The Balance Sheet by Class Report was first introduced with QuickBooks 2011, however, it is also available in QuickBooks 2012, 2013, and 2014; has specific requirements for handling many or our normal day-to-day transactions; it gives users the option of selecting “Classes” (fund, location, profit center, or other category) as their column/class grouping.
Over the last several days, I’ve been discussing and sharing some information about how we all will need to change our data entry procedures in order to utilize the Balance Sheet by Class Report available in QuickBooks 2011.
- QuickBooks 2011 – New Balance Sheet by Class Report – Part 1, we touched briefly on the fact that transactions will have to be entered in a very specific manner and there are many data entry transactions that are not supported by the Balance Sheet by Class Report
- QuickBooks 2011 – New Balance Sheet by Class Report – Part 2, we discussed how accounting professionals and end users would need to change their procedures when creating journal entries so that they were balanced
- QuickBooks 2011 – New Balance Sheet by Class Report – Part 3, we discussed how users and accounting professionals would no longer be able to assign multiple classes to a single paycheck.
- QuickBooks 2011 – New Balance Sheet by Class Report – Part 4, we discussed how you would need to classify Payroll Liability Payments in order for them to be appropriately recognized on the final report.
- QuickBooks 2011 – New Balance Sheet by Class Report – Part 5, we discussed how you need to classify Sales Tax Liability Payments using a Journal Entry AFTER you actually make the payment.
- QuickBooks 2011 – New Balance Sheet by Class Report – Part 6, we discussed the effect of handling customer prepayments when using the Receive Payments window.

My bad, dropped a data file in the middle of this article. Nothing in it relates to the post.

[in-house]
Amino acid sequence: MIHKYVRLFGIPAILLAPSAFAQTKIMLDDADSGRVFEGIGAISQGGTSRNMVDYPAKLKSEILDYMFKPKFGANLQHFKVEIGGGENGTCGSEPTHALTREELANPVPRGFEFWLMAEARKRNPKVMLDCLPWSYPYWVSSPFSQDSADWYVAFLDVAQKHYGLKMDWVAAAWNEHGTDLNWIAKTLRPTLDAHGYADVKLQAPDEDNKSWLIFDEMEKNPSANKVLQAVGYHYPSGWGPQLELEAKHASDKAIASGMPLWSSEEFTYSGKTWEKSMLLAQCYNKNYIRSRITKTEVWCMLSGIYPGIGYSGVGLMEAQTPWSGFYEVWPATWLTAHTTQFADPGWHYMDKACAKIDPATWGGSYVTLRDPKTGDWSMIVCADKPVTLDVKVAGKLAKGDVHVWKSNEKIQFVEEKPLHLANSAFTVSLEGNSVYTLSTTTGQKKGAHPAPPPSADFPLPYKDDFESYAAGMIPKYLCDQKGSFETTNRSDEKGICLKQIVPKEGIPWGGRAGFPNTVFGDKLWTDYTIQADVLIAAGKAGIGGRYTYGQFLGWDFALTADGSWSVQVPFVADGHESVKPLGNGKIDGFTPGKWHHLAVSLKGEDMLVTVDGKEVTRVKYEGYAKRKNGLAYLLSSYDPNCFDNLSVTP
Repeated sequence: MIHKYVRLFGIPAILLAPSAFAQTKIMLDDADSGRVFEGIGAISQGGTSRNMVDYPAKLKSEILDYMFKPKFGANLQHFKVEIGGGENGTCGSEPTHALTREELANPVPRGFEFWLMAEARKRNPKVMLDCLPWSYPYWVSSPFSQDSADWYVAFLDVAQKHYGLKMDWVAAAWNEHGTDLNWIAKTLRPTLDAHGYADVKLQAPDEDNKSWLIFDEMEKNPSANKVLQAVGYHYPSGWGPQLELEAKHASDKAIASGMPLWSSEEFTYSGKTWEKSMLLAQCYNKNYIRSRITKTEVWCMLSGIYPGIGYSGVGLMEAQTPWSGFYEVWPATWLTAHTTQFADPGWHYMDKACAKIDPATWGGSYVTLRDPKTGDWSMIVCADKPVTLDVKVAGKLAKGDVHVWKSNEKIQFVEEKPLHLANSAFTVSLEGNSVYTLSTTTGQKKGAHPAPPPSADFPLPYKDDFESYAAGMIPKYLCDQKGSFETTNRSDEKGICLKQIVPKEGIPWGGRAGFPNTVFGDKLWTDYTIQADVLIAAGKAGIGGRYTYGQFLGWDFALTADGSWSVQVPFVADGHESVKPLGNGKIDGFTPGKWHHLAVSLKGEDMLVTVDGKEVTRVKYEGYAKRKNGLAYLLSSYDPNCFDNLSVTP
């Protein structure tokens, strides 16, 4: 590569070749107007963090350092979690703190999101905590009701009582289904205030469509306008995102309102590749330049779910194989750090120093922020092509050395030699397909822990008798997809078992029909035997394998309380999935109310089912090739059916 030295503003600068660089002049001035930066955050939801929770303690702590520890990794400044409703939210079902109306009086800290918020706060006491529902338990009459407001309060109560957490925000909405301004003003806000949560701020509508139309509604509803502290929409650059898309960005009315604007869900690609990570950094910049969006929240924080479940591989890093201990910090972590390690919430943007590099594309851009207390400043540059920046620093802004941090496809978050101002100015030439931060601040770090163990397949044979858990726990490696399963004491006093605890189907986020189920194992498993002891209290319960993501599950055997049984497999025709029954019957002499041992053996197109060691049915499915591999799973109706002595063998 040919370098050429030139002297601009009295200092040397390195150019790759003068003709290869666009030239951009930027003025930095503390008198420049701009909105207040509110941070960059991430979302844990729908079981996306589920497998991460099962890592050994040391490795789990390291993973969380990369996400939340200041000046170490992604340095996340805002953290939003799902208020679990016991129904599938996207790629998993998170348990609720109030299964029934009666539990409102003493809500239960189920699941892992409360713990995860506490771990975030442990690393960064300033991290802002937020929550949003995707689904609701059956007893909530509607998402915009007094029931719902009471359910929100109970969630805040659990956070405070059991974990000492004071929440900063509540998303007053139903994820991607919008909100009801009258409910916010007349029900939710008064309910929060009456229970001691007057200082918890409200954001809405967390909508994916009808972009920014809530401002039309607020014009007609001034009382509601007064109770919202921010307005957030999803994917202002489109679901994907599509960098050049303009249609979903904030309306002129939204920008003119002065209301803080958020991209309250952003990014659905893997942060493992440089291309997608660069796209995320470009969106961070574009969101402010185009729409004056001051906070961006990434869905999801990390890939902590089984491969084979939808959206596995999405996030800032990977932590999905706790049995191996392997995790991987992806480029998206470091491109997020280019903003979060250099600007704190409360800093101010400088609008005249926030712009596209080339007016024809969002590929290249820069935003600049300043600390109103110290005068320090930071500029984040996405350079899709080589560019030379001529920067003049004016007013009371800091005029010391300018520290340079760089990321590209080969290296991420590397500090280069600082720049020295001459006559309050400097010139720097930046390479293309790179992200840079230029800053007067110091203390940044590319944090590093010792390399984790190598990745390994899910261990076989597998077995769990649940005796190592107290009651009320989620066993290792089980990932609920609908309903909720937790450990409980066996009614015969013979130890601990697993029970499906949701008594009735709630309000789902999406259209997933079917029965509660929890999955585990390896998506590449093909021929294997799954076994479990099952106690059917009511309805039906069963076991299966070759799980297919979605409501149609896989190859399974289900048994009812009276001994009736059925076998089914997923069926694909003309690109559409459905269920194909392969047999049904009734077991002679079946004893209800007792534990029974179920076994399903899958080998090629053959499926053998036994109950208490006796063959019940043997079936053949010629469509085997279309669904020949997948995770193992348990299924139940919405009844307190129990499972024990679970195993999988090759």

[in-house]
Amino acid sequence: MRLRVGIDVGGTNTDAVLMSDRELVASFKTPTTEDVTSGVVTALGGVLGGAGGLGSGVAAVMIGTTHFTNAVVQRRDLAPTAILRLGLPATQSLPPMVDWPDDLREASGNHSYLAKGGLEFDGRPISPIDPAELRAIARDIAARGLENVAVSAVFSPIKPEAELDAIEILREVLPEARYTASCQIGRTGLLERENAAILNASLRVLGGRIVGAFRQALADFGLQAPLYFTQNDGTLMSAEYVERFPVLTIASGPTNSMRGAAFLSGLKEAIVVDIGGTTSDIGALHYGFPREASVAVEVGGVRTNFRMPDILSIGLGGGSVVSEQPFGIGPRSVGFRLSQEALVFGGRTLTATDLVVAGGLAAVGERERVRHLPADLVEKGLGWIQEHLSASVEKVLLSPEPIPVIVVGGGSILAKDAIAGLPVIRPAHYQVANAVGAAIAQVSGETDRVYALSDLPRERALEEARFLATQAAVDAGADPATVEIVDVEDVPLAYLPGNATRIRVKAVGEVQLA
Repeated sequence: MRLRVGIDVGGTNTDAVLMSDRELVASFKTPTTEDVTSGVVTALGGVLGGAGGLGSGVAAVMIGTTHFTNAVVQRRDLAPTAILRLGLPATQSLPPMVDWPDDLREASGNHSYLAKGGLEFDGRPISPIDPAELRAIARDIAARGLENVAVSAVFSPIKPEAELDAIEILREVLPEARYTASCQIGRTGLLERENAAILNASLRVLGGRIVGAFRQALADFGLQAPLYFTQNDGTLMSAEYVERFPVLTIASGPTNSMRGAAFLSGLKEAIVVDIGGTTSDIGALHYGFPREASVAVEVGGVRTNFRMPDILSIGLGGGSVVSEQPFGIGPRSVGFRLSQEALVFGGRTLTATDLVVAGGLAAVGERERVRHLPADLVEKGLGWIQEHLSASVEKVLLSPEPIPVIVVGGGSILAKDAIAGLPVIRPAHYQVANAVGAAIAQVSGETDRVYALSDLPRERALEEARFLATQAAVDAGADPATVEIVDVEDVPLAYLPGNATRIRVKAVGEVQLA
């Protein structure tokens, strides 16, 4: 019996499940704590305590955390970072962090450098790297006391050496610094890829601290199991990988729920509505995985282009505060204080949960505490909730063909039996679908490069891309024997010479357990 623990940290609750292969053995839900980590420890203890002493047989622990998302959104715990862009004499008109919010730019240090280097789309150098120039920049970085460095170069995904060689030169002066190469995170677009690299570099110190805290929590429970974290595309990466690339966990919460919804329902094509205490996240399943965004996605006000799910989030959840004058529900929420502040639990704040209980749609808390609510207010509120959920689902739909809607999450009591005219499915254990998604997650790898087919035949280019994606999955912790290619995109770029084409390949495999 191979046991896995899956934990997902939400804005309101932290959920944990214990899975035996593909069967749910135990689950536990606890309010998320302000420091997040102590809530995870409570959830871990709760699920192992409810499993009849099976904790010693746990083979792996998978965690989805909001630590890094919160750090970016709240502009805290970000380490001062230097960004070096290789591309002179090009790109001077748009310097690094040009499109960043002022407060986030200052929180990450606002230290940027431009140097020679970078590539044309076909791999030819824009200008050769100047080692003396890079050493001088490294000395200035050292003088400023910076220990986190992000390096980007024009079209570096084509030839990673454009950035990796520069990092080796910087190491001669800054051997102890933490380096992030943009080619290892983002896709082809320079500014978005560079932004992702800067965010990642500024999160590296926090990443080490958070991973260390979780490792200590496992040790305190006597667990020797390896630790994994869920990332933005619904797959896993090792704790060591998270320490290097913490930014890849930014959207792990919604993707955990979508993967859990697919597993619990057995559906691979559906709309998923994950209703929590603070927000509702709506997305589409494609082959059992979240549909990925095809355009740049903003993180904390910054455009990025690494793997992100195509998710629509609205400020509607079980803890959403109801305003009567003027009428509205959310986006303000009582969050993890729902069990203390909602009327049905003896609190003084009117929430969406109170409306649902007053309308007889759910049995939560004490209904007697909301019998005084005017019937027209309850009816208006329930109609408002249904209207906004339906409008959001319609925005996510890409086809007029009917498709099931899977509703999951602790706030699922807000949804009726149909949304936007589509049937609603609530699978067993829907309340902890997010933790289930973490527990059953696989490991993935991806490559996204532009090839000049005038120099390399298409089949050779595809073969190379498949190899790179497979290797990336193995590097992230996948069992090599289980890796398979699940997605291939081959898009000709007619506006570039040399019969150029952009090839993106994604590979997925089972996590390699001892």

In this article, we’ll talk about invoices with multiple classes and how offering customer discounts in the Receive Payments window cause discrepancies between the Profit & Loss by Class and the Balance Sheet by Class reports.
Business owners who offer early payment discounts to their customers will need to carefully review their billing procedures, especially if they frequently create a single invoice to a customer which contains multiple class assignments.
For example, let’s say that you create an invoice as follows:
|Electrical & Lighting||$3,000.00||Contracts|
|Cabinets & Vanities||$5,000.00||Installation|
A net income difference between the Balance Sheet by Class and the Profit & Loss by Class reports occurs when the customer pays you and you use the Receive Payments window to record an early payment discount, because you can only assign a single class to the discount.
The Profit & Loss by Class report shows the full amount of the Discount ($100.00) in the “Unclassified” column of Net Income.
While the Balance Sheet by Class Report allocates the discount based on the classes from the original invoice.
The only solution is to enter a single class for each invoice, this also means, based on our example, that you would have to create two different invoices for your customer; one for $5000.00 assigned to the Contracts class and another for $5000.00 assigned to the installation class.
This also means that you will have to receive two payments from the customer, even if they send you a single check, so that you can properly apply the correct class to the discount.
When discounts are handled in this manner, the Profit & Loss by Class report accurately reflects the discount for each class.
And the Balance Sheet by Class accurately reflects Net Income.
While this is an adequate work around, it is my opinion that it increased the work load and will be a very unattractive solution for most businesses because it will double the time it takes to bill customers and receive payments.
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